David Sokosh

In the era of digital photography and mural-sized color enlargements, I am part of the renaissance in hand-crafted photography, on an intimate scale. Using the mid-nineteenth century technique of Wet Plate Collodion, I create unique photographic pieces on metal, which are sometimes presented as objects, to be held in the hand.
In our world of digital, mass-produced, photography, I am drawn to the hand-crafted, one-of-a-kind nature of these photographs. I’m a post-industrial person, living in a self-created pre-modern world full of period objects of all kinds. This authentic process lets me explore the mindset of the early photographer/scientist/collector. I’m drawn to the quality of photograph-as-object that Wet-Plate yields, and excited by the hands-on aspect of the process. I see the limits of this technology (large, heavy equipment and long exposure times) as a challenge rather than a hindrance. ?? The images in "Mortals, Saints and Myths" explore this photographer's collecting obsessions. From casts of ancient sculpture through natural history materials to vintage clothing worn by friends who stop by the studio, these photographs provide a glimpse into my world.

Photo of David Sokosh


Wet Plate Collodion on Aluminum


David Sokosh was raised in Bethel, Connecticut, the son of two amateur photographers. As a result, he began taking pictures at an early age. He graduated from Western Connecticut State University in 1989 with a BA in Photography and settled in Brooklyn, New York that fall. Sokosh worked at Kelton Labs from 1989 to 1997. During that time he worked with Lillian Bassman, Steven Klein, Brigitte Lacombe, Helen Leavitt, Mary Ellen Mark, Mark Seliger, Lou Stettner, and many others. By 1991 he had become interested in the Polaroid Transfer process and received a number of grants from the Polaroid Corporation, culminating in a 20x24-studio grant in 1992 and inclusion in their permanent collection. Sokosh participated in group exhibitions in New York City including a solo show in 1996 at Bergdorf Goodman Men featuring 35 architectural images. While in Provincetown, MA, in 2001, he began a study of the relationship between power lines and architecture. Forty-eight images from this series were published as the book "Provincetown Lines" by St. James Workshop in 2004. Sokosh was the director of Underbridge Pictures, a gallery in the DUMBO section of Brooklyn from 2005 - 2008. Underbridge specialized in images of architecture, exhibiting painting and photography.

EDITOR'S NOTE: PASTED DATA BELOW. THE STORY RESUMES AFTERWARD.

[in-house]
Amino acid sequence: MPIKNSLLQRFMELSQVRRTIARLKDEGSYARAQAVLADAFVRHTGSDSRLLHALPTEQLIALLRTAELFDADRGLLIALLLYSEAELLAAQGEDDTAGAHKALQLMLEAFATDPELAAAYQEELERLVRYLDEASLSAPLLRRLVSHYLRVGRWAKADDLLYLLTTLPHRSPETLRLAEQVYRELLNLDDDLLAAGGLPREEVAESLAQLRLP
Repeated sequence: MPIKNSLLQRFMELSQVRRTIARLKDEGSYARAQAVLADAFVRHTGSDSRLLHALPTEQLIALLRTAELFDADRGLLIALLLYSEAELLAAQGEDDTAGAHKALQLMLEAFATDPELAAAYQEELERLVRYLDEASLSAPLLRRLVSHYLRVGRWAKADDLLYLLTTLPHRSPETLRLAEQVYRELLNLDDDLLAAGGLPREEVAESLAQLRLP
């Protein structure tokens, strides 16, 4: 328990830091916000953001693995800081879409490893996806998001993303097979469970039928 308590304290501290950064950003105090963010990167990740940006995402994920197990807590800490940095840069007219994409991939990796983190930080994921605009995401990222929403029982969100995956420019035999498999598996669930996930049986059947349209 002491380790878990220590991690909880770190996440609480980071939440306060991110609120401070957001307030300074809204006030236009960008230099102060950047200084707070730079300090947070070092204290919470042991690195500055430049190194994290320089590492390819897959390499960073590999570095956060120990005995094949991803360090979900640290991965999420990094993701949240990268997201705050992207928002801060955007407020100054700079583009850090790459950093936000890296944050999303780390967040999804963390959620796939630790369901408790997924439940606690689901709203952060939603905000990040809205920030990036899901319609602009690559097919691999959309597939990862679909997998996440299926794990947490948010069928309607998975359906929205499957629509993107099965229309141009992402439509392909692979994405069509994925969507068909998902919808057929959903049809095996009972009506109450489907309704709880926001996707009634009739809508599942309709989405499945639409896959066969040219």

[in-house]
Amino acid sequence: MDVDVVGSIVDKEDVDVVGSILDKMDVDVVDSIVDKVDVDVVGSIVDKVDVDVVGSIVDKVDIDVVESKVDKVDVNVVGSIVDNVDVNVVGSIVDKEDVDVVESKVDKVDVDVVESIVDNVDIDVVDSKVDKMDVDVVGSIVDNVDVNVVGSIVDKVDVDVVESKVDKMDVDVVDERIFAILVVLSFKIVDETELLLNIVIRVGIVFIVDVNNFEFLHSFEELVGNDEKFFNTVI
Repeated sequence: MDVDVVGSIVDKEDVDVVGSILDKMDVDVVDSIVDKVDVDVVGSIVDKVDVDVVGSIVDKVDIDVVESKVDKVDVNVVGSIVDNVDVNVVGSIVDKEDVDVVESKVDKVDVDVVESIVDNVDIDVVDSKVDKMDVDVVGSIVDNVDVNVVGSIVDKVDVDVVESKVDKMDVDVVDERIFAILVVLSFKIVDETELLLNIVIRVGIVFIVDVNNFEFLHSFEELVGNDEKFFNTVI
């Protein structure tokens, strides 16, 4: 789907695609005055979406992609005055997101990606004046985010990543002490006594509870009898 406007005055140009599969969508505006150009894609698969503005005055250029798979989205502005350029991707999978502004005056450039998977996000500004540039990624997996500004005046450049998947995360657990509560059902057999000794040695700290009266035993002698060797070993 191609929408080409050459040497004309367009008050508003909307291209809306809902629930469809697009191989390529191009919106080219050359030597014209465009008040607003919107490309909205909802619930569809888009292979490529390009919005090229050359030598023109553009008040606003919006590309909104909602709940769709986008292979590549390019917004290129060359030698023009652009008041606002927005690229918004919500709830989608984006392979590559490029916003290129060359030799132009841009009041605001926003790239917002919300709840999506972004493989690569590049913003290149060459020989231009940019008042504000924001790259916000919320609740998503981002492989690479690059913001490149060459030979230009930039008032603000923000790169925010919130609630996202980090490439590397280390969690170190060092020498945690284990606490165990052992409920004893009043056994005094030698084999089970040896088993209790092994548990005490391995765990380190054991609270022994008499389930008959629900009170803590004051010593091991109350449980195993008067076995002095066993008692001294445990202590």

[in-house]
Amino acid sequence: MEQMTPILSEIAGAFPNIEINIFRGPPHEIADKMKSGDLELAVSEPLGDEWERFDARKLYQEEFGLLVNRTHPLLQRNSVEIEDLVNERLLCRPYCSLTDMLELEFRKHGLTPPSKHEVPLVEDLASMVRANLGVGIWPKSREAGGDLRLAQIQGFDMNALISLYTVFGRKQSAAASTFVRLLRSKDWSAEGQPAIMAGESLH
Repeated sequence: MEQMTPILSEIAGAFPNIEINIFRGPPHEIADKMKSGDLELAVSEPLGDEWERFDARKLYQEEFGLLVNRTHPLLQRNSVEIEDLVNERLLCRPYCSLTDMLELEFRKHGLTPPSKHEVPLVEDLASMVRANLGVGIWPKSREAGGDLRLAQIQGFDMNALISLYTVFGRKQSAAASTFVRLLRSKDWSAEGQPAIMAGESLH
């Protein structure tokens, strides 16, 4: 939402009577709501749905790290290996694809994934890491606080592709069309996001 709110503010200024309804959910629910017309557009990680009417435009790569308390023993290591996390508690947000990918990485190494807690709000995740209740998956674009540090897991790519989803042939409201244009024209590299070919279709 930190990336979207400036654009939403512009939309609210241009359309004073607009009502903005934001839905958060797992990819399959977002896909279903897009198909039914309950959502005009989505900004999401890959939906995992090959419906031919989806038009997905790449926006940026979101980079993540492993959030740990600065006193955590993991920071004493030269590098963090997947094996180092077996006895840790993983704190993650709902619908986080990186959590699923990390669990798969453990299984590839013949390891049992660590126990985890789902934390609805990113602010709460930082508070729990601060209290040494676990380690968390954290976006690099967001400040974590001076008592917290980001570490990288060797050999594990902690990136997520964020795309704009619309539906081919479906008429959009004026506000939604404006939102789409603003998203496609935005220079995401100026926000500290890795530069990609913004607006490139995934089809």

Always interested in historic photo processes, Sokosh has never taken up digital photography. In fact, he has moved backward from traditional film and gelatin silver printing to the mid 19th Century process of wet-plate collodion, which he now uses exclusively. Wet-plate creates unique images on metal and glass, commonly called tintypes and ambrotypes. His tintypes appeared in the New York Times on the cover of the Thursday Styles section accompanying the story “This Just in from the 1890’s”
He moved from Brooklyn to Claverack, NY in 2015, and has a new daylight studio and wet-plate darkroom there. David Sokosh was was included in the exhibition: "Views of Antiquity Shaping the Classical Ideal" Spring 2019 at the Museum of Fine Arts St. Petersburg, FL. He will have select photographs in the exhibition "Time Lapse" at the Shelburne Museum in Burlington, VT fall of 2019.
Sokosh’s work in included in numerous collections including the Polaroid Corporation, Pfizer, the Kinsey Institute, the Museum of Fine Arts St. Petersburg, and many private collections.